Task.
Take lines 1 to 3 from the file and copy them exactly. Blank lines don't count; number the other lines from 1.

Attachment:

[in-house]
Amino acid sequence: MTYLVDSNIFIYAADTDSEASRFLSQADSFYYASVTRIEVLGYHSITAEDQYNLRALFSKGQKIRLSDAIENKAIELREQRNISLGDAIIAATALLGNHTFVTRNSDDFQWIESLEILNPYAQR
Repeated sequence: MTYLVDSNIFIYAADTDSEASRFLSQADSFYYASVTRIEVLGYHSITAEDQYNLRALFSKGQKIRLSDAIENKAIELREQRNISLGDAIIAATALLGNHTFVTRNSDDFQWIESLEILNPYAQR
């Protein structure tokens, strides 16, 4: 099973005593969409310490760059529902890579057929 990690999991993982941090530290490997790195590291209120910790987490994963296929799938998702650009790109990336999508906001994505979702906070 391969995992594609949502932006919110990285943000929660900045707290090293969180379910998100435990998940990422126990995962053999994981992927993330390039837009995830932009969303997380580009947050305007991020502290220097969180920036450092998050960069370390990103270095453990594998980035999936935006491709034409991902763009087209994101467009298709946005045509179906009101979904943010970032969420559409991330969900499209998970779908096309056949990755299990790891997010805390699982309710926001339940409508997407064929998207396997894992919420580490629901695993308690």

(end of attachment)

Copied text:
[in-house]
Amino acid sequence: MTYLVDSNIFIYAADTDSEASRFLSQADSFYYASVTRIEVLGYHSITAEDQYNLRALFSKGQKIRLSDAIENKAIELREQRNISLGDAIIAATALLGNHTFVTRNSDDFQWIESLEILNPYAQR
Repeated sequence: MTYLVDSNIFIYAADTDSEASRFLSQADSFYYASVTRIEVLGYHSITAEDQYNLRALFSKGQKIRLSDAIENKAIELREQRNISLGDAIIAATALLGNHTFVTRNSDDFQWIESLEILNPYAQR